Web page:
lake waco3

A football-field-size tarp that was placed near the Ridgewood Country Club boat ramp last summer in an effort to smother zebra mussels might have effectively cut off the development of zebra mussel colonies in the lake.

For officials testing Lake Waco’s water for evidence of invading zebra mussels, a negative is a positive.

And the most recent test by Texas Parks and Wildlife Department turned up negative, showing no traces of zebra larvae or DNA material in samples collected July 10 at several points around the lake.

“That does not mean zebra mussels are not there or that they haven’t established themselves in the lake, but it’s certainly an encouraging sign,” said Brian Van Zee, TPWD inland fisheries regional director based in Waco.

The discovery last summer of a small zebra mussel colony near the Ridgewood Country Club boat ramp raised worries that the mollusks could quickly dominate the lake, clogging intake pipes and upsetting the ecosystem.

Officials with the city, state and U.S. Army Corps of Engineers reacted to the threat last fall by smothering the colony with a football-field-size tarp.

This March, city employees discovered a few zebra mussels around the boat ramp, but said they were “sickly” and might not be successful at reproducing.

Van Zee said mussel populations have to be dense enough that their sperm and eggs can find each other in the water, and the tarp project made spawning more difficult.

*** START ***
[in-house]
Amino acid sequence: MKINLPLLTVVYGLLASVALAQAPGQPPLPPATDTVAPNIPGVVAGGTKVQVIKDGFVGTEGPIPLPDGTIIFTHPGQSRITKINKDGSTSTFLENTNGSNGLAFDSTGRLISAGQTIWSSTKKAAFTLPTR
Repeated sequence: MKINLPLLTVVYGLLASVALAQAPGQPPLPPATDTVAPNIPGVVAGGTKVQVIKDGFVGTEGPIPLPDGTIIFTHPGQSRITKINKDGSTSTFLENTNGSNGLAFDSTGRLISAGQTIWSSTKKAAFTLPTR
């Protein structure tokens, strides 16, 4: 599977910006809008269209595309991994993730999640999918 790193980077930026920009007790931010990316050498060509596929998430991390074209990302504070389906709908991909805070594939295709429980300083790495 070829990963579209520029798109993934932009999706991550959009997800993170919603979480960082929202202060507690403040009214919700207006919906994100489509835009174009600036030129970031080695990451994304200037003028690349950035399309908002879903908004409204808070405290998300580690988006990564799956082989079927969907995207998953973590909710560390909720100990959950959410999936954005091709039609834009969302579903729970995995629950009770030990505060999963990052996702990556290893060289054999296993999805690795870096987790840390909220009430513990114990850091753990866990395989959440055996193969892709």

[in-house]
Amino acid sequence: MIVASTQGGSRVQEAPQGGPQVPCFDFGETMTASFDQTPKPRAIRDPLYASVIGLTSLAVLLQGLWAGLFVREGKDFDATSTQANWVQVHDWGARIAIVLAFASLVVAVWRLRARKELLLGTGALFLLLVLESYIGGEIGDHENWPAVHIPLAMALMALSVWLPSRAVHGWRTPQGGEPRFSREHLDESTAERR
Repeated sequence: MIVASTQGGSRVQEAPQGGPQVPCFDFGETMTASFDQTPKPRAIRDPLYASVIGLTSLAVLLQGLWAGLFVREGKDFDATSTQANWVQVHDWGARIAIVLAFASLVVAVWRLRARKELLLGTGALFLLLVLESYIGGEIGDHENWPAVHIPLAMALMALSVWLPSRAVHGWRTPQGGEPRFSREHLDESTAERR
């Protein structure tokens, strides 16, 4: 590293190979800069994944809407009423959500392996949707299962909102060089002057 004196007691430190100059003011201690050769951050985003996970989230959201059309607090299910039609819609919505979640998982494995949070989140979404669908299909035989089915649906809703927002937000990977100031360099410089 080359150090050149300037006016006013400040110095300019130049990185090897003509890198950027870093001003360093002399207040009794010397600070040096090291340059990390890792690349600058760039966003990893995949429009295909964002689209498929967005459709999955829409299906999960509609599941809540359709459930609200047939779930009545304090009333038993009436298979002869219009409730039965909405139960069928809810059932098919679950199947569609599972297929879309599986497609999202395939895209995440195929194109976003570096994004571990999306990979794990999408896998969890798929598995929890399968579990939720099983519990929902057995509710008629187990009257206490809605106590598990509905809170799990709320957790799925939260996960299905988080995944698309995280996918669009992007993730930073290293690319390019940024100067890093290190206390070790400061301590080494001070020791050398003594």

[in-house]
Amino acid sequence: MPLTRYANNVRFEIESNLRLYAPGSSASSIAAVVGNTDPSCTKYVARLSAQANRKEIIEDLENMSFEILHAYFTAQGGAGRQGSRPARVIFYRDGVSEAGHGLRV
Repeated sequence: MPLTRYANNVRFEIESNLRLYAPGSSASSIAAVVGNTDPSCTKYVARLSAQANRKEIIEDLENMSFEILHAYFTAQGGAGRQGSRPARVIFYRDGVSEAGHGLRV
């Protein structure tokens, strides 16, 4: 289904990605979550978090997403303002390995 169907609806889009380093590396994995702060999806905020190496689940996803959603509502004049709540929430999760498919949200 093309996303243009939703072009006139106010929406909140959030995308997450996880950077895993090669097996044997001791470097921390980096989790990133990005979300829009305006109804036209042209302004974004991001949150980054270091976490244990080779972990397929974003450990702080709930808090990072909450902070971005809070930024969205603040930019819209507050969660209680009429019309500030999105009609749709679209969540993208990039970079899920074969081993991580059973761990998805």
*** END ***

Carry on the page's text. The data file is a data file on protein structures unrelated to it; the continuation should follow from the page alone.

“If they’re not close enough, the few that are left in the water could die out of old age,” he said.

Van Zee said spawning season for zebra mussels starts in the fall, when water temperatures are between the mid-50s and high 70s.

He said monitoring planned for the fall should give a clearer picture of whether zebra mussels have become established.

“We’re optimistic, but we want to be cautious in saying that we haven’t been infested,” he said. “I think it’s going to take a few months.”

Lake Waco Manager Heath McLane said the effort to smother the mussels was worthwhile and provides hope, even though some officials at the time the tarp was laid thought the move was a Hail Mary.

“The city tarping them was huge,” he said. “It definitely held them back spawning for a year and gave us a chance. Maybe, just maybe, we’re going to dodge a bullet.”

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